Capital Letters sheds new light on how literature has dealt with society’s most violent legal institution, the death penalty. It investigates this question through the works of three major French authors with markedly distinct political convictions and literary styles: Victor Hugo, Charles Baudelaire, and Albert Camus.
Working at the intersection of poetics, ethics, and law, Ève Morisi uncovers an unexpected transhistorical dialogue on both the modern death penalty and the ends and means of literature after the French Revolution. Through close textual analysis, careful contextualization, and the critique of violence forged by Giorgio Agamben, Michel Foucault, and René Girard, Morisi reveals that, despite their differences, Hugo, Baudelaire, and Camus converge in questioning France’s humanitarian redefinition of capital punishment dating from the late eighteenth century.
Conversely, capital justice leads all three writers to interrogate the functions, tools, and limits of their art. Capital Letters shows that the key modern debate on the political and moral responsibility, or autonomy, of literature crystallizes around the death penalty. Inflecting traditional modes of representation and writing self-reflexively or self-critically, Hugo, Baudelaire, and Camus unsettle the commonly accepted divide between strictly aesthetic and politically committed writing. Form, rather than overtly political argument, at once conveys an ethical critique of justice and reflects on the possibilities, and duties, of literature.
“There aren’t many scholars these days who have the erudition, rhetorical arsenal, and sensibility to give French poetry and poetics their due. Ève Morisi is one of them.” —Debarati Sanyal, author of The Violence of Modernity: Baudelaire, Irony, and the Politics of Form
“In a stunning tour de force that examines the multiple strategies deployed by Victor Hugo, Charles Baudelaire, and Albert Camus to represent and indict lethal justice and violence, Ève Morisi provides a wealth of captivating perspectives that grip the reader’s attention. Her lively analysis illuminates how these three authors use literary transgression to portray state-sanctioned killing—and thus create compelling ethical arguments grounded not in rhetorical discourse but in poetic expression.” —Kathryn M. Grossman, author of The Later Novels of Victor Hugo: Variations on the Politics and Poetics of Transcendence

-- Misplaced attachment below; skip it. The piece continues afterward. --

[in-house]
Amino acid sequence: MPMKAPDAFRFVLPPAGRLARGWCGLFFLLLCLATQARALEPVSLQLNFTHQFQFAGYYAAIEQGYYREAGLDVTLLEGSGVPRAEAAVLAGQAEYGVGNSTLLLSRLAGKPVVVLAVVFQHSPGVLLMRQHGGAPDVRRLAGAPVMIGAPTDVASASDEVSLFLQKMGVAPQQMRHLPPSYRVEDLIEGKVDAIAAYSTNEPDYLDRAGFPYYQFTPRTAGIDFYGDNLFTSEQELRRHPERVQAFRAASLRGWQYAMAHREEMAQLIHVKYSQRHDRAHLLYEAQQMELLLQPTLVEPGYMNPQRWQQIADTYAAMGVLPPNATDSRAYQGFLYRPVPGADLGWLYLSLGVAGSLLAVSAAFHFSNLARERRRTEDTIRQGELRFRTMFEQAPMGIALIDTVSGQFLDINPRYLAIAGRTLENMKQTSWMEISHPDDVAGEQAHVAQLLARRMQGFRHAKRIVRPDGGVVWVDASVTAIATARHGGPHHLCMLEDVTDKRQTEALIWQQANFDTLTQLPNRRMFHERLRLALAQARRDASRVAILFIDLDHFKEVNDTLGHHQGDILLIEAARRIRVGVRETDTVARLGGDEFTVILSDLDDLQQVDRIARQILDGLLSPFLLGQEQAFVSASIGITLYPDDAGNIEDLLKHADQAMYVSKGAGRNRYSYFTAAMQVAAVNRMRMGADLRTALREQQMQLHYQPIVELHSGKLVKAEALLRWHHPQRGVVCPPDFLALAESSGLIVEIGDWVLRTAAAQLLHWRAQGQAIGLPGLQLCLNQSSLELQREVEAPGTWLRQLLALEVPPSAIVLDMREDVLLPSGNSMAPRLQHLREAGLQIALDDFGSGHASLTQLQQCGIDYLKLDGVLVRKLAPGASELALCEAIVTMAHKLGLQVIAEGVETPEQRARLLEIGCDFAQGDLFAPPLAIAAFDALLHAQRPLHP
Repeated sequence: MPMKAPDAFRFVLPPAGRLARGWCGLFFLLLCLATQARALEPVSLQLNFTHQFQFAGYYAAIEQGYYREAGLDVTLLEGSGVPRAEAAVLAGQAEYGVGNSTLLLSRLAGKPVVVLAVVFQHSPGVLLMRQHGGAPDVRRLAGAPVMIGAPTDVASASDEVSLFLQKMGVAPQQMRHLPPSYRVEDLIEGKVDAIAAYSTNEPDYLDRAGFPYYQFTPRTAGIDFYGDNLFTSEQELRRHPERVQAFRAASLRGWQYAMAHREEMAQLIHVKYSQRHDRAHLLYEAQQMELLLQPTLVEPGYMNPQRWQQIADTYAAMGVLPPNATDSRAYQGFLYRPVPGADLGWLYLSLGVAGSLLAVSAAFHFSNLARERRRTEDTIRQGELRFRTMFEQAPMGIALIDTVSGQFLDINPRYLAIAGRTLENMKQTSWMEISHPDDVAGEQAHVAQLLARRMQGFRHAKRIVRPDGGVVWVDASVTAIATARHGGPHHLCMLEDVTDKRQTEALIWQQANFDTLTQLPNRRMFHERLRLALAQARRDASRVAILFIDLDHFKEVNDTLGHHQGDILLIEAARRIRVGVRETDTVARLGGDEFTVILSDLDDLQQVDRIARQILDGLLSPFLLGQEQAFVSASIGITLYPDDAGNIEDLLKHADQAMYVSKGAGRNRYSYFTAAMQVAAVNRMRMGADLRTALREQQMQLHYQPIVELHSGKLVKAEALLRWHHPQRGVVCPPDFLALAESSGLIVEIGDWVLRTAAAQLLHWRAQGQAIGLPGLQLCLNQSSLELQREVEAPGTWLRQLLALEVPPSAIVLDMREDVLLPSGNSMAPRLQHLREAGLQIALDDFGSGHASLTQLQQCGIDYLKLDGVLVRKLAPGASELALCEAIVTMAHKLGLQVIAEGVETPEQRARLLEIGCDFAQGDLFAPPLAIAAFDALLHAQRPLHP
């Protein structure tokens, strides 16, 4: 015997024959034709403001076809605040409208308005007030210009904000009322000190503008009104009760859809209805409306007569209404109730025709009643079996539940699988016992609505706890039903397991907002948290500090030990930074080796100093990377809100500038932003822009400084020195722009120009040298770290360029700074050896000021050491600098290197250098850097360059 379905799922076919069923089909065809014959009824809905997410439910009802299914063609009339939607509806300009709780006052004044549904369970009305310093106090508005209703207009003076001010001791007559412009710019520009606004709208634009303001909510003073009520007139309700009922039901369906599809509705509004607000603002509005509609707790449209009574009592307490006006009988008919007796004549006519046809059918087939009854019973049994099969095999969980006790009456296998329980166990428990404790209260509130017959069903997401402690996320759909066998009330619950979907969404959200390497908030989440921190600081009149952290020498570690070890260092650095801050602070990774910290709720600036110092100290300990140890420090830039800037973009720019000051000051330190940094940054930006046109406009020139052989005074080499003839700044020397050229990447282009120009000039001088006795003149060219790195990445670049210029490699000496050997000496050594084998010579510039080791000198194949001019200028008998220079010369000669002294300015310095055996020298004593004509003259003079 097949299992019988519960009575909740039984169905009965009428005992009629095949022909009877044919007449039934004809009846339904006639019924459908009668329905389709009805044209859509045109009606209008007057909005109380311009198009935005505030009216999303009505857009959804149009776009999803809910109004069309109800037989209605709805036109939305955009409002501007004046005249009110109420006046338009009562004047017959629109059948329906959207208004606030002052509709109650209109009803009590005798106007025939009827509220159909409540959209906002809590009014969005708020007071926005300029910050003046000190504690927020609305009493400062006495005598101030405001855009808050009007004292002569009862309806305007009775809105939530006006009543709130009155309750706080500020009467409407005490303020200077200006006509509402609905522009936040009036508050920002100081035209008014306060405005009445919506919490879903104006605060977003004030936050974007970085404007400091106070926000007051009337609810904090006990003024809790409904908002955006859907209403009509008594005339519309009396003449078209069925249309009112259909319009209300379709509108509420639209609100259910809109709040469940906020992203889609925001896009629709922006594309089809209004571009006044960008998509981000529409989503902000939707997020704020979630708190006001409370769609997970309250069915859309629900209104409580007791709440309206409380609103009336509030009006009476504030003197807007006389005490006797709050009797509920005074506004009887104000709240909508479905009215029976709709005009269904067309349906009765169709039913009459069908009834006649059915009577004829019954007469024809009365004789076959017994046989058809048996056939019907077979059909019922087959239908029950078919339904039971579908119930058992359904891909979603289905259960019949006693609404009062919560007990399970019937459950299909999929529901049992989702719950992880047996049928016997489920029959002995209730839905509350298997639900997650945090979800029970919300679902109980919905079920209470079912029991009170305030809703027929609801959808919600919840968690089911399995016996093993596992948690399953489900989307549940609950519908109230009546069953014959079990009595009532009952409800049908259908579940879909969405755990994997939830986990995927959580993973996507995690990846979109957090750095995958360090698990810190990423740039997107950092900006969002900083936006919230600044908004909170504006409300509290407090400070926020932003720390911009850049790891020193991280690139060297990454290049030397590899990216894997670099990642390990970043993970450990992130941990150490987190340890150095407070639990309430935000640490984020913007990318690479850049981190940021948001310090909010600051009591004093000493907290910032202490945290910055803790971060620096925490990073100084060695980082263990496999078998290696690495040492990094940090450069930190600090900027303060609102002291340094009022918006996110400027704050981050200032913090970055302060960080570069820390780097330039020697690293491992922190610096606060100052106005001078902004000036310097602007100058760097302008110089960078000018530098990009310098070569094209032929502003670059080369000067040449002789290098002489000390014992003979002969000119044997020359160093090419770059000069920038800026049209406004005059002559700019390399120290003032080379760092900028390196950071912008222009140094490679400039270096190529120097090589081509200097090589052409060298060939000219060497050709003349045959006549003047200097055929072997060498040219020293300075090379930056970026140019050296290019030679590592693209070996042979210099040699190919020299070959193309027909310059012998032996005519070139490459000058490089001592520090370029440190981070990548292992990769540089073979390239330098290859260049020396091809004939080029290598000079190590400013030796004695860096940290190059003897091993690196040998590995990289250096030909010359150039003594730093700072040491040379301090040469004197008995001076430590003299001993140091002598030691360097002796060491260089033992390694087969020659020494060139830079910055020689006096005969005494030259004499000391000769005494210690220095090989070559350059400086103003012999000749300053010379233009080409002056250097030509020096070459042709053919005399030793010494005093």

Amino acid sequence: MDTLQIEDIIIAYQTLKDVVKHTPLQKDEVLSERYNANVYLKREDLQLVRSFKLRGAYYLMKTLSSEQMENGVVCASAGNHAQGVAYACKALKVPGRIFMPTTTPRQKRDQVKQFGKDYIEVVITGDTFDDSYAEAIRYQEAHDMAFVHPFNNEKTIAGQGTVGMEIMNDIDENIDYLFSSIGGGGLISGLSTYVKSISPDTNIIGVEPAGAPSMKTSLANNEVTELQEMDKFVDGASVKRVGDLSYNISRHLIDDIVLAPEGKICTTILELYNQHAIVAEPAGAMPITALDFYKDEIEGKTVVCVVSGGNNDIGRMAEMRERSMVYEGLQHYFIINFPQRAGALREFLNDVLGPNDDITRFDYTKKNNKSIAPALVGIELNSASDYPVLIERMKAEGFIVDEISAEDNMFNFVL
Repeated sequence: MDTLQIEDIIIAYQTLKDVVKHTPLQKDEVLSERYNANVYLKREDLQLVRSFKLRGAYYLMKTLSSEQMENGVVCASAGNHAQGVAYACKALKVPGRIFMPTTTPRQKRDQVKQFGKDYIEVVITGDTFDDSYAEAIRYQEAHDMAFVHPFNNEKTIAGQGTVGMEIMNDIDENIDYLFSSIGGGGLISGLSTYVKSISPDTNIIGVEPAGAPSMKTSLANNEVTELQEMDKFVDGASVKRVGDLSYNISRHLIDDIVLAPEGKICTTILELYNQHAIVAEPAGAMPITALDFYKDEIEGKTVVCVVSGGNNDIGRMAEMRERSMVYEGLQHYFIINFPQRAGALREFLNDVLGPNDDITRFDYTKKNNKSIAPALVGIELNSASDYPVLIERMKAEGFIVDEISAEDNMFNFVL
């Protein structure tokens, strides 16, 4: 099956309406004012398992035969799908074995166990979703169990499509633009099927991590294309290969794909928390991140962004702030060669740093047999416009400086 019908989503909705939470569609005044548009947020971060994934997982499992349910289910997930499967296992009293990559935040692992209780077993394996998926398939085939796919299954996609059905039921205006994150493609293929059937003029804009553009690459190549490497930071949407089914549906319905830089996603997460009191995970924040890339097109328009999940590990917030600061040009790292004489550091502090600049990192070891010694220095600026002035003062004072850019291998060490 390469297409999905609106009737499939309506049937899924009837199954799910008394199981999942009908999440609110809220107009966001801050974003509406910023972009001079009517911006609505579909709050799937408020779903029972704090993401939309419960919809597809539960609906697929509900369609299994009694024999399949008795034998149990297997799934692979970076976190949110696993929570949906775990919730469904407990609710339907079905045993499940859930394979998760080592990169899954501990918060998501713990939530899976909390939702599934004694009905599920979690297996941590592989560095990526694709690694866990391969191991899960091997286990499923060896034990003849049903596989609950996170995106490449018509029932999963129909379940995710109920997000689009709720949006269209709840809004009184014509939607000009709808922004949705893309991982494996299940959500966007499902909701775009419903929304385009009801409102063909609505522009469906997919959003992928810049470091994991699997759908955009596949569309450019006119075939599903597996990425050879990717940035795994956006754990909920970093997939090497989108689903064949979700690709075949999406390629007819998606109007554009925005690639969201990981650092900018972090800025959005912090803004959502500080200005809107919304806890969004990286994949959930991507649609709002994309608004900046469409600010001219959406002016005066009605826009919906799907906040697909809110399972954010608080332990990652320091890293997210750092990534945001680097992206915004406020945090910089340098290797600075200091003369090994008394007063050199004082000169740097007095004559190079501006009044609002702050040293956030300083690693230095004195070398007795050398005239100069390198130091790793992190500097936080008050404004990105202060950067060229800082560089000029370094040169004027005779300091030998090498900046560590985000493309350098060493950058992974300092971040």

“It is quite unusual to read a book that so vividly and thoughtfully illuminates the connection between the world of law and of letters. Morisi’s book is distinctive and persuasive in examining the way writers have come to terms with the death penalty and the literary devices they have deployed in so doing. Broad in scope, nuanced in argument, this book is a significant achievement and genuine pleasure to read.”—Austin Sarat, author of When the State Kills: Capital Punishment and the American Condition
“Capital punishment, in this impeccably researched and powerfully argued survey of the contrasting positions held by Victor Hugo, Charles Baudelaire, and Albert Camus, allows Ève Morisi to interweave literature, philosophy and propaganda to illuminate a fundamentally problematic relationship between individuals and governments, between empathy and idealism, and between what can be stated and what defies expression. Written with clarity and concision, this study offers a forceful contribution to an essential and timely debate about individual freedom, the demands of social order, and the limits of state-inflicted punishment.” —Rosemary Lloyd, author of Baudelaire’s World.